Clip The Apex
In recent years, if you were to ask most casual motorsport fans to name current female drivers you would most likely hear the name Danica Patrick and little else. There has of course, been a large increase in the number of high profile female drivers some of whom will be known and some will have slipped under the radar. As well as Patrick and Wolff, such names as Simona de Silvestro, Pippa Mann and Katherine Legge to name a few have raced on either side of the Atlantic. Interestingly, most of these drivers have made more inroads into open wheeled racing in the US which highlights how difficult it must be to break into European racing. Maria de Villota, who passed away in 2013 as a result of injuries sustained in an accident while testing for Marussia, was unusual in that she spent the bulk of her career in European racing.
Now, let’s at this stage try and forget routes into F1. It could be easily argued that Wolff, and the clue is in the surname, has had a fair few breaks given the position of her husband as a shareholder in the Williams team. Much like the former girlfriend of Flavio Briatore being the last lady to appear in F1, back in 1992. But if we criticise these ladies for taking this route into F1 then we must also disapprove of the sons of former drivers who are able to trade on their name. or someone like Max Chilton, who is not only well backed financially but raced in his father’s team in lower formula. Drivers such as Pedro Diniz in the past or Pastor Maldonado in the present, who are able, through various links to bring in a good deal of sponsorship, should also come under the same level of scrutiny. So, let’s leave aside the route into F1 because every driver will have made his or her own way onto the grid and every fan will have an opinion as to how valid that was.
One of the big talking points from the Hungarian GP.
From Hamilton's point of view, it was absolutely the right decision as he finished ahead of Rosberg and reduced the points deficit.
From Rosberg's point of view, it potentially cost him the race win and an extended lead in the WDC.
From the team's point of view, they possibly lost out on some WCC points, but that is largely irrelevant as unless both cars fail to score another point for the rest of the season, Mercedes have that in the bag.
If Rosberg had the speed and ability to pass Hamilton, then he should have done so.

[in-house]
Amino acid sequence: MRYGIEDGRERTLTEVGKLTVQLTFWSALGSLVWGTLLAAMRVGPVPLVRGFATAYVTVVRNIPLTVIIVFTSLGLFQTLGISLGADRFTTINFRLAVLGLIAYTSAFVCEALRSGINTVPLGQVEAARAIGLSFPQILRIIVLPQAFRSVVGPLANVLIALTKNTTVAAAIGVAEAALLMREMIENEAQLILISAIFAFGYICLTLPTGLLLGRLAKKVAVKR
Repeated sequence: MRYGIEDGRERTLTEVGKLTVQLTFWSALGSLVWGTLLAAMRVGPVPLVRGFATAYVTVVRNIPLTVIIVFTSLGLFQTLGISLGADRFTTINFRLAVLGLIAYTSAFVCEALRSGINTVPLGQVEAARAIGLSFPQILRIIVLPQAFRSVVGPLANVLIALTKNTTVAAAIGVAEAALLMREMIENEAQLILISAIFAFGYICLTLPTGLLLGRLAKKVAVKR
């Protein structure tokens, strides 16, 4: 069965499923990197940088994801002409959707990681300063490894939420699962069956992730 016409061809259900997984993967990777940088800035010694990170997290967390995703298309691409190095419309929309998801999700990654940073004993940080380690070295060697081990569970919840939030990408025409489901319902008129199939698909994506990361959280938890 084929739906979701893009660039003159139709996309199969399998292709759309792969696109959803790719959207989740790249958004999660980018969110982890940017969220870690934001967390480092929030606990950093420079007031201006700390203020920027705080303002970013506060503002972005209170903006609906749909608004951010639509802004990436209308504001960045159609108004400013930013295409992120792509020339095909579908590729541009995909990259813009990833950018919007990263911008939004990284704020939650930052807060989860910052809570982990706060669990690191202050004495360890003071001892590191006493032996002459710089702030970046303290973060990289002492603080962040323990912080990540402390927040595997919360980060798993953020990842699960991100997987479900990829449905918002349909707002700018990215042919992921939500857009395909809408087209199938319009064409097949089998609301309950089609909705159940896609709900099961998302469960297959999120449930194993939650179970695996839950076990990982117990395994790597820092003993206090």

The team can't seriously expect someone to slow so much to allow their team mate who is somewhere between 1-2 seconds behind to be able to breeze past them, can they?
Especially considering both drivers are in a battle for the title.
This race more than any other reinforced my opinion that Rosberg doesn't have the same ability to make crucial overtakes as some of the other drivers.
Several times in the race he was stuck behind cars he really needed to pass but couldn't.
Granted, Hamilton also failed to overtake Alonso towards the end of the race but there's a big difference between Alonso and Vergne.
How is this going to affect the team for the remaining races?
It could be gloves off now and every man for himself.
Bernie and the team principals met early on Saturday morning at Hungary where Bernie proposed a new working group to address the falling popularity of F1. Heading the new working group will be, wait for it, Flavio Briatore.
The working group is to consist of only a few team principles as well as media and Flavio. A streamlined think tank that expects less conflict over ideas due to its compact size. The new think tank will meet over the summer break to consider ideas. Hopefully the inclusion of the media in these meetings will help to avoid any clangers like double points races.
The very low spectator numbers in Germany have I feel been a wake up call. This was a country that went F1 mad when Schumacher appeared on the scene. Yet despite Seb having won 4 championships in recent years, the turnout this year was terrible.
The negative stories about the engine noise from the media and some drivers such as Vettel and Hamilton at the start of the year certainly haven't helped entice viewers either.